Case 1: Facebook  Factual Scenario

The patient attended the clinic where the medical practitioner worked and completed a new patient registration form. The form included details such as the patient’s address, phone number and email address. By signing the patient registration form, she indicated that she consented to the collection, use and disclosure of her personal health information in limited circumstances. The patient did not provide her mobile number or other contact details.

The patient attended a consultation with the practitioner, primarily to request a contraceptive implant (Implanon). During the consultation she provided a self-obtained lower vaginal swab and urine sample for testing to the practitioner. It was agreed that the practitioner would telephone the patient with the test results when available. Once the results were received, the practitioner contacted the patient by telephone and informed her that the results indicated chlamydia, and arranged an antibiotics prescription. A few days later, the patient attended a follow up consultation with the practitioner, during which the practitioner inserted the Implanon. The practitioner scheduled a review of the patient in six weeks’ time.

Approximately a week later, the practitioner was using his Facebook messenger account at home and through the process of syncing data from his mobile phone, the patient’s profile appeared on his Facebook messenger as a suggested connection. The practitioner clicked on the patient’s name to view her profile and in doing so sent the patient a handwave emoji, starting the Facebook messenger communications. The practitioner and the patient exchanged a series of messages via Facebook messenger intermittently over the course of approximately two weeks. Some of the messages related to the care and treatment that the practitioner provided to the patient, and other messages from the practitioner were of a personal and sexual nature.

The patient subsequently made a notification to the Australian Health Practitioner Regulation Agency (Ahpra). 

Issues for Consideration

Whether the practitioner’s conduct amounted to ‘Professional Misconduct’ under the Health Practitioner Regulation National Law in any and what specific respects?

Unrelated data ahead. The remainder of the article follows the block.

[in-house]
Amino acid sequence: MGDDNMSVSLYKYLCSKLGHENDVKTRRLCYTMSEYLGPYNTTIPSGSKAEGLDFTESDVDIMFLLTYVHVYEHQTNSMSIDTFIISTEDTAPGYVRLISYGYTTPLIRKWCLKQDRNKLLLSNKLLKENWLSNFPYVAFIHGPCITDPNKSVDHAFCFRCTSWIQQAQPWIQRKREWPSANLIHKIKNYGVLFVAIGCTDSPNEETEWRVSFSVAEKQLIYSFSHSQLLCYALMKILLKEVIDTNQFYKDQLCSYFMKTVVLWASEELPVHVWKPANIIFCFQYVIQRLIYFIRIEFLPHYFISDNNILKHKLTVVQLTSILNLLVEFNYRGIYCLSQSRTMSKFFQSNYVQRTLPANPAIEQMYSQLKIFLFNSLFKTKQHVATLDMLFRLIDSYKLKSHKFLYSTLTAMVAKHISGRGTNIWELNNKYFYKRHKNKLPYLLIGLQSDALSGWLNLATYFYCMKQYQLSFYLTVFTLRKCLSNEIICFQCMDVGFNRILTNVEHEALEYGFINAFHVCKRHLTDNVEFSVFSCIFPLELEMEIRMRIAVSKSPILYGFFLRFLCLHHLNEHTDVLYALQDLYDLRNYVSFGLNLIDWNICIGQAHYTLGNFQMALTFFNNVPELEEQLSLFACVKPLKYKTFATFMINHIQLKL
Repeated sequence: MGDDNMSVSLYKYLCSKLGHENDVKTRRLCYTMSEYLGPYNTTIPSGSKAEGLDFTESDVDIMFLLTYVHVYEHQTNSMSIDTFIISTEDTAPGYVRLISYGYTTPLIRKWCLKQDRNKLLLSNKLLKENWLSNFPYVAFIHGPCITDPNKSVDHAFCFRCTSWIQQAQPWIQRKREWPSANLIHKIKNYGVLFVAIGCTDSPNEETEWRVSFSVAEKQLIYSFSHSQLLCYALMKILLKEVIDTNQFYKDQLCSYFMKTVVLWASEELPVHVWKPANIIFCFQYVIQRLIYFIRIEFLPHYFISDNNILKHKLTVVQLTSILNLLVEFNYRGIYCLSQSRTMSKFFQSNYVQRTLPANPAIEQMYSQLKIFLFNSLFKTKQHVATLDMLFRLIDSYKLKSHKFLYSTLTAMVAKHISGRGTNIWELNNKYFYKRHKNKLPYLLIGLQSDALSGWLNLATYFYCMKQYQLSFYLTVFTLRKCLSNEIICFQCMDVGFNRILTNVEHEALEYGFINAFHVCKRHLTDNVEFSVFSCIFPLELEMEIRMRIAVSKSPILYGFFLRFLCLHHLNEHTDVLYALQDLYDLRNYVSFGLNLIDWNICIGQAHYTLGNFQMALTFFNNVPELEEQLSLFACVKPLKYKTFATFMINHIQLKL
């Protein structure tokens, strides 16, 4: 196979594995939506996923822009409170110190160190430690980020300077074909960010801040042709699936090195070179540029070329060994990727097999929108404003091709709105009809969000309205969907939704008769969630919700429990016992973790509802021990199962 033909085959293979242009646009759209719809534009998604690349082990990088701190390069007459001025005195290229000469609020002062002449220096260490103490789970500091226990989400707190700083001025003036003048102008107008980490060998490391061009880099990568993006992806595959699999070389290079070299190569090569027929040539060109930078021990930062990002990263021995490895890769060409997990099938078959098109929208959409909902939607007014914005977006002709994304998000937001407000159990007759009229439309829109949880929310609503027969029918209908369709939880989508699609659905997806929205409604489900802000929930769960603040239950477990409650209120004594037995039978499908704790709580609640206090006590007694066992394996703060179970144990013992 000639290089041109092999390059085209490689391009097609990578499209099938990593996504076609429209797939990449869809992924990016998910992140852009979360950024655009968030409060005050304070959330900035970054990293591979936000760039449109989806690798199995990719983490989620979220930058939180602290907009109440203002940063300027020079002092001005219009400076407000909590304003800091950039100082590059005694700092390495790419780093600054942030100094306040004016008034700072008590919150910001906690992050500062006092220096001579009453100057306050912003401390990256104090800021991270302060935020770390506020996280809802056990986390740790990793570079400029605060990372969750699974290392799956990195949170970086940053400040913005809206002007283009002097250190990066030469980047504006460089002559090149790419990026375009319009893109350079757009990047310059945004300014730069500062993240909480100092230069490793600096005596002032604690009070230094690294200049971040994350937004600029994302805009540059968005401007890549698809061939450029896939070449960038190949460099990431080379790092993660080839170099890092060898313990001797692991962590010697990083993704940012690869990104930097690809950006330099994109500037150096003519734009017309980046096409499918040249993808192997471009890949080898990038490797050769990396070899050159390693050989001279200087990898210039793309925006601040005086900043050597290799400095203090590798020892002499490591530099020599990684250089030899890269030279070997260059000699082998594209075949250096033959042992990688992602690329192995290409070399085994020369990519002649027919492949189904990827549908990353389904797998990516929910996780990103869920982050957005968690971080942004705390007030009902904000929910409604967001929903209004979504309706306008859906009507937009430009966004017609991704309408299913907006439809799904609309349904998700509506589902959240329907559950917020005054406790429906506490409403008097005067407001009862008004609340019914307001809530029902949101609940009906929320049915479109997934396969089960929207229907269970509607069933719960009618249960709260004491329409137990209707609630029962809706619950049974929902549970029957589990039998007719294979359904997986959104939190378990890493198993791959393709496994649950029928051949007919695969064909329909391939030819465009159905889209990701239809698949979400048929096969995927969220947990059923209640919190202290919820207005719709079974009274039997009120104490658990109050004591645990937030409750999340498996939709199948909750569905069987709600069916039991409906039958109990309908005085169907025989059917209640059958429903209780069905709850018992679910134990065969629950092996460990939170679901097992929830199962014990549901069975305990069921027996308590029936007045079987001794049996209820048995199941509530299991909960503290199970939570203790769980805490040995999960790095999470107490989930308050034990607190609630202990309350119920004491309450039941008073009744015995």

‘Professional Misconduct’ is defined in section 5 of the Health Practitioner Regulation National Law (WA) Act 2010 as:

Professional Misconduct, of a registered health practitioner, includes – 

  • Unprofessional conduct by the practitioner that amounts to conduct that is substantially below the standard reasonably expected of a registered health practitioner of an equivalent level of training or experience; and
  • More than one instance of unprofessional conduct that, when considered together, amounts to conduct that is substantially below the standard reasonably expected of a registered health practitioner of an equivalent level of training or experience: and
  • Conduct of the practitioner, whether occurring in connection with the practice of the health practitioner’s profession or not, that is inconsistent with the practitioner being a fit and proper person to hold registration in the profession.

What outcome was proportionate? 

Case 2:  The physical examination

style="text-align: justify;">The practitioner was a specialist gynaecologist. It was alleged that during multiple consultations, he did not inform a patient about the use of a modesty sheet or other covering before he asked her to undress for physical examinations. This patient also alleged that he patted the patient’s buttock following a pelvic examination. On another occasion, it was alleged that the practitioner had informed the patient she could leave the door open between the consultation room and the examination room while she undressed, and that while undressing the patient could see the practitioner and the practitioner could see her (in the mirror of the consulting room). Finally, it was alleged that the practitioner failed to maintain proper professional boundaries when he made statements to the patient including that as she got older, she would ‘want to keep her slim figure’, that she had a lovely figure. He allegedly ran his hands along the sides of the patient’s body from just below the bust line, along her hips, around behind her buttock and cross the front of her stomach and said to the patient ‘See you do not even have a tummy...Every woman is entitled to have a tummy.’

The practitioner denied any inappropriate conduct. In the practitioner’s version of events, he stated that he spoke about the patient’s figure and touched her to demonstrate the difference between subcutaneous and intraperitoneal fat accumulations, in circumstances of her family history of diabetes.

The patient made a complaint about the practitioner’s conduct, and the Health Complaints Commission (HCCC) subsequently brought disciplinary proceedings against the practitioner in relation to this complaint alleging that he had inappropriately breached professional boundaries, in addition to several other wide ranging separate complaints relating to multiple other patients. At the time of the disciplinary proceedings, the practitioner was retired.

Issues for Consideration

Whether the conduct amounted to ‘Unsatisfactory Professional Conduct’ in any and what specific respects?

‘Unsatisfactory Professional Conduct’ is defined in section 139B(1)(l) of the Health Practitioner Regulation National Law (NSW) No 86a as:

  • Unsatisfactory professional conduct of a registered health practitionre includes each of the following-

(l) Other improper or unethical conduct

Any other improper or unethical conduct relating to the practice or purported practice of the practitioner’s profession.

What outcome was proportionate?

See also Keeping within professional boundaries.